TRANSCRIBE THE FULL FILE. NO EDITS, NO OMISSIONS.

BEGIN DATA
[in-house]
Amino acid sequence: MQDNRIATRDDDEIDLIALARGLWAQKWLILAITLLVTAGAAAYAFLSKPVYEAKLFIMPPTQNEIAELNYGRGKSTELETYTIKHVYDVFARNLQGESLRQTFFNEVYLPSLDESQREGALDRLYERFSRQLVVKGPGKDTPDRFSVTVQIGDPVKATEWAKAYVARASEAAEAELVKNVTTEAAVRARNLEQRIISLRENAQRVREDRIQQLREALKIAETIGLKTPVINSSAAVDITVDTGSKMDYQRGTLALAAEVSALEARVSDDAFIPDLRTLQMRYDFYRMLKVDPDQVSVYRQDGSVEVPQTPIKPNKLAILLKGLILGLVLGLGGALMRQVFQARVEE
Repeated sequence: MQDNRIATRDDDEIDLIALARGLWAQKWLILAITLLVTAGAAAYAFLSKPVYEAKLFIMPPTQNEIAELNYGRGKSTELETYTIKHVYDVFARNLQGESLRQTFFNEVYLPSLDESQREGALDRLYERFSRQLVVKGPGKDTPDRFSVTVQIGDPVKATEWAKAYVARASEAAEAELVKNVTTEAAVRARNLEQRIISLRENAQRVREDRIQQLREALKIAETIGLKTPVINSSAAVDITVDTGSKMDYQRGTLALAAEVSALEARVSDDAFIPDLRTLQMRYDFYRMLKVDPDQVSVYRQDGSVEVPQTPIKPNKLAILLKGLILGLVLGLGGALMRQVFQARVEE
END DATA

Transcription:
[in-house]
Amino acid sequence: MQDNRIATRDDDEIDLIALARGLWAQKWLILAITLLVTAGAAAYAFLSKPVYEAKLFIMPPTQNEIAELNYGRGKSTELETYTIKHVYDVFARNLQGESLRQTFFNEVYLPSLDESQREGALDRLYERFSRQLVVKGPGKDTPDRFSVTVQIGDPVKATEWAKAYVARASEAAEAELVKNVTTEAAVRARNLEQRIISLRENAQRVREDRIQQLREALKIAETIGLKTPVINSSAAVDITVDTGSKMDYQRGTLALAAEVSALEARVSDDAFIPDLRTLQMRYDFYRMLKVDPDQVSVYRQDGSVEVPQTPIKPNKLAILLKGLILGLVLGLGGALMRQVFQARVEE
Repeated sequence: MQDNRIATRDDDEIDLIALARGLWAQKWLILAITLLVTAGAAAYAFLSKPVYEAKLFIMPPTQNEIAELNYGRGKSTELETYTIKHVYDVFARNLQGESLRQTFFNEVYLPSLDESQREGALDRLYERFSRQLVVKGPGKDTPDRFSVTVQIGDPVKATEWAKAYVARASEAAEAELVKNVTTEAAVRARNLEQRIISLRENAQRVREDRIQQLREALKIAETIGLKTPVINSSAAVDITVDTGSKMDYQRGTLALAAEVSALEARVSDDAFIPDLRTLQMRYDFYRMLKVDPDQVSVYRQDGSVEVPQTPIKPNKLAILLKGLILGLVLGLGGALMRQVFQARVEE